Among persons with diabetes mellitus (DM), the complications of accelerated atherosclerosis remain the principal cause of death. The pathogenesis of the high incidence of cardiovascular disease, and worse prognosis, in patients with DM is poorly understood. BARI 2D is a multicenter randomized clinical trial investigating the affect of different approaches to treatment of coronary artery disease (revascularization vs. medical management) and to treatment of DM (insulin-providing vs. insulin-sensitizing) on long term outcomes among patients with DM. To date, few studies have examined the hypothesis that genetic variation may account for different responses to treatment and different outcomes for such patients. The PPAR gene pathway consists of interrelated genes that encode transcription factors, enzymes and downstream targets and coordinately act to regulate cellular processes central to glucose and lipid metabolism. With growing evidence that PPAR-related genes are associated with the development of insulin resistance, obesity, and DM, the PPAR gene pathway represents a key target for further investigation. Using a candidate gene approach, the PI has recently identified polymorphisms (SNPs) within the promoter of the PPARa gene that are significantly associated with 3-year mortality in patients with DM and acute coronary syndromes (ACS). Given the complex interrelationships between PPAR-pathway genes and gene products, as well as complex interactions with medications, investigation into genetic and pharmacogenetic associations with phenotypic markers and clinical outcome may be greatly enhanced if a more comprehensive gene pathway analysis is utilized. To accomplish this goal, we propose to utilize a targeted-genotyping 3K chip including SNPs from 223 PPAR-pathway genes:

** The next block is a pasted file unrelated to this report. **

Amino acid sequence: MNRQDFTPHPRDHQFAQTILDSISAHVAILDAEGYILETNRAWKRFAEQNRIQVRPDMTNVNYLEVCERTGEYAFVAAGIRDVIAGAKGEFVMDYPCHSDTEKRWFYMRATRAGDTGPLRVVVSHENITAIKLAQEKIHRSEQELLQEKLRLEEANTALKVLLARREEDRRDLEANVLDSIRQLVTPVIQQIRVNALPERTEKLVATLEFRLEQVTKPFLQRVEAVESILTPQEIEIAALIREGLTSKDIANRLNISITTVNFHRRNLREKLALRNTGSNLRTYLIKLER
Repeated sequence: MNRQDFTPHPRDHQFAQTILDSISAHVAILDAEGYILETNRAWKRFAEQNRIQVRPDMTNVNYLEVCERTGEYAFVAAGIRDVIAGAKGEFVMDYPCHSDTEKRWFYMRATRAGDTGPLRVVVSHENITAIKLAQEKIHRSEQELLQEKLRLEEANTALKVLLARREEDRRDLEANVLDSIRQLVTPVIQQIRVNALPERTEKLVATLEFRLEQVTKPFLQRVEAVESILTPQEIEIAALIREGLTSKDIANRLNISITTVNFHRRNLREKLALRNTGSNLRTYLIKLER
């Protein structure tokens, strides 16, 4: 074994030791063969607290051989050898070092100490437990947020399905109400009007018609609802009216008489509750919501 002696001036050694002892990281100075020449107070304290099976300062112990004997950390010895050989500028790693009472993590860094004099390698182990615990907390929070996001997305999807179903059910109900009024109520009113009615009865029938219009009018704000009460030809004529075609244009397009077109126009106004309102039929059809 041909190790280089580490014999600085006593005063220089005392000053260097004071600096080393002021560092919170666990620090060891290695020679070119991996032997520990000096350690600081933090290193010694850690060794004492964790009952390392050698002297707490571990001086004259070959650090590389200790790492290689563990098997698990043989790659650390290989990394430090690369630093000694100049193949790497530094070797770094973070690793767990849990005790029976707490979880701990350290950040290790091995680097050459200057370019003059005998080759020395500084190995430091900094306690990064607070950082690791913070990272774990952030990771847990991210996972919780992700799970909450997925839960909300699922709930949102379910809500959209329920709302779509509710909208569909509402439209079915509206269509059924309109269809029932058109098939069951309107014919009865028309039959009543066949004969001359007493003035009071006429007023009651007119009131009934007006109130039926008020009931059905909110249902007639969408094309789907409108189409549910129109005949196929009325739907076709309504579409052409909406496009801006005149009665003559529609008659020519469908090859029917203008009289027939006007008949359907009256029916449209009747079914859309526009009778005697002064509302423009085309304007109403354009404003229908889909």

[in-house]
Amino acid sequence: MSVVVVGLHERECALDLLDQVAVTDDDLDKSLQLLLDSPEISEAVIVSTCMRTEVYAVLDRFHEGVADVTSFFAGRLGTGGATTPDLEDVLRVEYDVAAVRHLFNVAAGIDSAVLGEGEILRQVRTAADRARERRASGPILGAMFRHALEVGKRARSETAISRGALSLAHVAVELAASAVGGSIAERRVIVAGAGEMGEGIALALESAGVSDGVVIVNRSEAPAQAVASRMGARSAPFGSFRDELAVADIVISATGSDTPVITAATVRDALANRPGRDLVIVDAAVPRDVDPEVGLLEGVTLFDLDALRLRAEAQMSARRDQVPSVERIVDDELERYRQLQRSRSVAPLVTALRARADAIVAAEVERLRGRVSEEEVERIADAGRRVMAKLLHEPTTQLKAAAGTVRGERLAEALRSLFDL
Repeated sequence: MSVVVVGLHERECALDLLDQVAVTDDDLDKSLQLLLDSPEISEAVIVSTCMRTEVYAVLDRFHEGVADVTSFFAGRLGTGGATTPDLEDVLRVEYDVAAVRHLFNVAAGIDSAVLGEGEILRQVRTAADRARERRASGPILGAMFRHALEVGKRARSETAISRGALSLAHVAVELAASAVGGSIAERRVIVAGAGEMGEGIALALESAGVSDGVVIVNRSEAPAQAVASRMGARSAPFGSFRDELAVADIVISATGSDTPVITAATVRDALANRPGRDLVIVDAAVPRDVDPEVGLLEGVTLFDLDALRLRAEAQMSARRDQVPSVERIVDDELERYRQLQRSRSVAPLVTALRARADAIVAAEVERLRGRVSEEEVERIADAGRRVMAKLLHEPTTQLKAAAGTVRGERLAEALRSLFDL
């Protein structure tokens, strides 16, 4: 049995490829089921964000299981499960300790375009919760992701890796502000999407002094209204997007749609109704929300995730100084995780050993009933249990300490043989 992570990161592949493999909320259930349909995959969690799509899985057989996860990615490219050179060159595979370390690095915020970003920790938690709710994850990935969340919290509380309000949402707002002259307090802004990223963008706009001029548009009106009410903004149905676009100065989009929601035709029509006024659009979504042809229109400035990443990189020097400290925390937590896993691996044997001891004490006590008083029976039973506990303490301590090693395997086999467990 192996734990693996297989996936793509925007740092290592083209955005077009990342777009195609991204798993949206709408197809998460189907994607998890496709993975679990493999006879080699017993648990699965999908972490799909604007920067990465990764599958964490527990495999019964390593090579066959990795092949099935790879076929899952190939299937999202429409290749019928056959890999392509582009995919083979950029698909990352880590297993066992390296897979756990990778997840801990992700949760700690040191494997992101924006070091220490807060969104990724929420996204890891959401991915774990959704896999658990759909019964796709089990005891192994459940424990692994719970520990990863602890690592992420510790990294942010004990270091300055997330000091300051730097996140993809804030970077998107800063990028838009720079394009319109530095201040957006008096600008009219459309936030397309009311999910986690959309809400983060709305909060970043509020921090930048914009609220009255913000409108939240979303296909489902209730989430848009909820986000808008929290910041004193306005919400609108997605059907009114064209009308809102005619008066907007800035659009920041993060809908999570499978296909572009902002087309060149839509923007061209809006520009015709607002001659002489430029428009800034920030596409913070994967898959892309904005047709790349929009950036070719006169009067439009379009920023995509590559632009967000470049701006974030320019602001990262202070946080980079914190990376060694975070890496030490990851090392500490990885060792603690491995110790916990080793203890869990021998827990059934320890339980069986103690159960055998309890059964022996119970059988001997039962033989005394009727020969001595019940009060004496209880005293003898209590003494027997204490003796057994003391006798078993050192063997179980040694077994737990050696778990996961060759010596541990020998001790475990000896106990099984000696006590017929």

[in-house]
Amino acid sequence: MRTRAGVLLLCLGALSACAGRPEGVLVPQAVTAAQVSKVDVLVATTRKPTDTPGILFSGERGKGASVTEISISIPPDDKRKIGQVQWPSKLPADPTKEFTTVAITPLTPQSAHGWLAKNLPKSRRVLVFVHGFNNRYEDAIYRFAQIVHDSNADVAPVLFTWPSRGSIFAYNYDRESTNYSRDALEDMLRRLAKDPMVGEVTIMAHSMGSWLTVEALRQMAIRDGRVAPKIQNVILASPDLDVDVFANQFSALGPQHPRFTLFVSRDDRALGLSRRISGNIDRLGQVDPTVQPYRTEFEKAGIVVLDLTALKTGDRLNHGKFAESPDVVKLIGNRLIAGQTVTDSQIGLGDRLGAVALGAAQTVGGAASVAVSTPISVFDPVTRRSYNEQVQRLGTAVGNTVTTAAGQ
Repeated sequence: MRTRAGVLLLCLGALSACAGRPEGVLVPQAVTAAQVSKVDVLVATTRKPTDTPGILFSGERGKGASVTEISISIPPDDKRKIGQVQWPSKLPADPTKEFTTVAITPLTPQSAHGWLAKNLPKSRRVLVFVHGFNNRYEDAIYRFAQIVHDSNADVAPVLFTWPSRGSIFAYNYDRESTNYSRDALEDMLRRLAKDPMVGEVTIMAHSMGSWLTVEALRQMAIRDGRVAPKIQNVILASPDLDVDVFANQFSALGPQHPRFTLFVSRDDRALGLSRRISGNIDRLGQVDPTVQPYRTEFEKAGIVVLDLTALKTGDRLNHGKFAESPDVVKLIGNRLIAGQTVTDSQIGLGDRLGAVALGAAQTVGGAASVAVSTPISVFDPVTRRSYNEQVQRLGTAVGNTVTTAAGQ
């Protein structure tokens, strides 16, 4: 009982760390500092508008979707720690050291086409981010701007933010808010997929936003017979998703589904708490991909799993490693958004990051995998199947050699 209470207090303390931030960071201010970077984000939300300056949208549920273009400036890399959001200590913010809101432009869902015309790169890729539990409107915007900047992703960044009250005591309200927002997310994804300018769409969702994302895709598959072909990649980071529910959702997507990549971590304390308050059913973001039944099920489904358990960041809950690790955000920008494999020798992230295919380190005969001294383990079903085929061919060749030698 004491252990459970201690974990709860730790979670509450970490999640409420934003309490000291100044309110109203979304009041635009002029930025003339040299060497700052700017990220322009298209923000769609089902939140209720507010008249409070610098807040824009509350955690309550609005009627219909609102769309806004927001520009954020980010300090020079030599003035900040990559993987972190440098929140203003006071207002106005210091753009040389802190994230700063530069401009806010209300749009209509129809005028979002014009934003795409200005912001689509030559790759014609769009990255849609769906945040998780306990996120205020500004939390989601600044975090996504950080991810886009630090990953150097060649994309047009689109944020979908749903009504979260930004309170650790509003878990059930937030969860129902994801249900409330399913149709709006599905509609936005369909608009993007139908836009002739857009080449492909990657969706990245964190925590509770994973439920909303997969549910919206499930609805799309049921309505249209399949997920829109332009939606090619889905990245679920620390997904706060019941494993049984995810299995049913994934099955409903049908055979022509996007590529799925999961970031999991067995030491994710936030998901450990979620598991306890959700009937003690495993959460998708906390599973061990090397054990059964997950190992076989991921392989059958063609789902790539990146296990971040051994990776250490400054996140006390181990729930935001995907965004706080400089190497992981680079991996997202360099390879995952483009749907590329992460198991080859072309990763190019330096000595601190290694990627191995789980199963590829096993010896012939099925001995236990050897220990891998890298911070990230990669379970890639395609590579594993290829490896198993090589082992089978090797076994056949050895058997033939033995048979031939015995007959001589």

(Aim 1) To determine PPAR-pathway gene SNPs that show an association with clinical cardiovascular and diabetic outcomes among patients in BARI 2D;
(Aim 2) To investigate putative mechanisms by examining potential associations between PPAR-pathway SNPs and prognostic atherosclerotic and diabetic phenotypic markers;
(Aim 3) To examine PPAR-pathway genotype by randomized treatment interactions, including the pharmacogenetics of glucose control and genetic effects on the relative risk reduction by an initial strategy of revascularization vs. medical therapy;
and (Aim 4) To investigate the """"""""interactive-effect"""""""" between polymorphisms of PPAR-pathway genes using innovative statistical models. The proposed analysis should yield novel information about genetic associations between PPAR-pathway genes, phenotypic markers, and outcomes among patients with DM and cardiovascular disease and allow unique analyses probing significant genetic and pharmacogenetic interactions between these variants (genotypes and/or haplotypes) and multiple endpoints in BARI 2D The innovative approach described in this proposal has the potential to yield highly significant, new approaches to the treatment of patients with CAD and DM, specifically with respect to revascularization and pharmaceutical intervention. ? ? ?

National Institute of Health (NIH)
National Heart, Lung, and Blood Institute (NHLBI)
Exploratory/Developmental Grants (R21)
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Clinical and Integrative Cardiovascular Sciences Study Section (CICS)
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Goldberg, Suzanne H
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Washington University
Internal Medicine/Medicine
Schools of Medicine
Saint Louis
United States
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